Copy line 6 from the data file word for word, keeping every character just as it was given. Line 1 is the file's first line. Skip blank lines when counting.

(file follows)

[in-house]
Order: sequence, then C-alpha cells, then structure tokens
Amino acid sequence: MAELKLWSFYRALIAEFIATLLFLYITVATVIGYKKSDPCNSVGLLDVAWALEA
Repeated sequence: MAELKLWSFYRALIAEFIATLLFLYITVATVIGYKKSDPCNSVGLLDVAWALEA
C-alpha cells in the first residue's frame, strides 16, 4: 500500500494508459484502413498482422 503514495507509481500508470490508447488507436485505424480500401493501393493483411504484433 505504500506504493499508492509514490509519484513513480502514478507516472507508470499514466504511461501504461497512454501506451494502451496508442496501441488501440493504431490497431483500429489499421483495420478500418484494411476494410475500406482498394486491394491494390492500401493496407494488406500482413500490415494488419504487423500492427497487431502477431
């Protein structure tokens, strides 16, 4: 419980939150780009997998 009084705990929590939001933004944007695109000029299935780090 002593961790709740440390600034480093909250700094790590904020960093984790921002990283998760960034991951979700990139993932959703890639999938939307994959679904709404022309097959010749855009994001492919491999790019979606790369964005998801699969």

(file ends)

């Protein structure tokens, strides 16, 4: 419980939150780009997998 009084705990929590939001933004944007695109000029299935780090 002593961790709740440390600034480093909250700094790590904020960093984790921002990283998760960034991951979700990139993932959703890639999938939307994959679904709404022309097959010749855009994001492919491999790019979606790369964005998801699969």